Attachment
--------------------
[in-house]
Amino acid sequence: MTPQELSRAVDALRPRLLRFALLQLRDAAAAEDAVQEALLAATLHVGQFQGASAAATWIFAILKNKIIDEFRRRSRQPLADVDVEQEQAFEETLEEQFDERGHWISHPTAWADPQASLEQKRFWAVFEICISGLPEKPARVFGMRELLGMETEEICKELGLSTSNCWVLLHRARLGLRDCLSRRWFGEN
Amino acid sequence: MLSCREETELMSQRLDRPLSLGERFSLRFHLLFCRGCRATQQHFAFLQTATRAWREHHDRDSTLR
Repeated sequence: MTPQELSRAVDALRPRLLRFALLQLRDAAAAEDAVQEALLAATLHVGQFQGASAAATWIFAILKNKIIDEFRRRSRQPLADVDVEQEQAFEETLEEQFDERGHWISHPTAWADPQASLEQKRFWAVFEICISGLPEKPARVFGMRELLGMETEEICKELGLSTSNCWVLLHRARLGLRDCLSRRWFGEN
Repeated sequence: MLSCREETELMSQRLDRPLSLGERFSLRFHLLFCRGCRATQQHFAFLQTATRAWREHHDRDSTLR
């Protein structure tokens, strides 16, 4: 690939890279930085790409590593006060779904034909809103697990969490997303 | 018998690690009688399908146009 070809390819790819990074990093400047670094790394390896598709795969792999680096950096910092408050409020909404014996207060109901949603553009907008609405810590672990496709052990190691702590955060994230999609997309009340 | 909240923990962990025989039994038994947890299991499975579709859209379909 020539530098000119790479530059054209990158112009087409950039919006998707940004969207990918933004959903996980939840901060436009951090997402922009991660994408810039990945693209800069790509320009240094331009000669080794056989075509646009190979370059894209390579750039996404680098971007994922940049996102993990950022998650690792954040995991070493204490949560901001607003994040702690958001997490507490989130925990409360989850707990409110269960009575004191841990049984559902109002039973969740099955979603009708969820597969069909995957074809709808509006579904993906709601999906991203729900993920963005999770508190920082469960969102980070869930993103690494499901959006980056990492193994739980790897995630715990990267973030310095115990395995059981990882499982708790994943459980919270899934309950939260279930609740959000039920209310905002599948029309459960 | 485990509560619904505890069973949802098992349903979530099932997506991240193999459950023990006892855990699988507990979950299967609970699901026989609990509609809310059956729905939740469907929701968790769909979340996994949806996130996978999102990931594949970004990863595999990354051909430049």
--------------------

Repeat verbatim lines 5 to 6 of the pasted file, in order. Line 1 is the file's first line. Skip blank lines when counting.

Repeated sequence: MLSCREETELMSQRLDRPLSLGERFSLRFHLLFCRGCRATQQHFAFLQTATRAWREHHDRDSTLR
């Protein structure tokens, strides 16, 4: 690939890279930085790409590593006060779904034909809103697990969490997303 | 018998690690009688399908146009 070809390819790819990074990093400047670094790394390896598709795969792999680096950096910092408050409020909404014996207060109901949603553009907008609405810590672990496709052990190691702590955060994230999609997309009340 | 909240923990962990025989039994038994947890299991499975579709859209379909 020539530098000119790479530059054209990158112009087409950039919006998707940004969207990918933004959903996980939840901060436009951090997402922009991660994408810039990945693209800069790509320009240094331009000669080794056989075509646009190979370059894209390579750039996404680098971007994922940049996102993990950022998650690792954040995991070493204490949560901001607003994040702690958001997490507490989130925990409360989850707990409110269960009575004191841990049984559902109002039973969740099955979603009708969820597969069909995957074809709808509006579904993906709601999906991203729900993920963005999770508190920082469960969102980070869930993103690494499901959006980056990492193994739980790897995630715990990267973030310095115990395995059981990882499982708790994943459980919270899934309950939260279930609740959000039920209310905002599948029309459960 | 485990509560619904505890069973949802098992349903979530099932997506991240193999459950023990006892855990699988507990979950299967609970699901026989609990509609809310059956729905939740469907929701968790769909979340996994949806996130996978999102990931594949970004990863595999990354051909430049």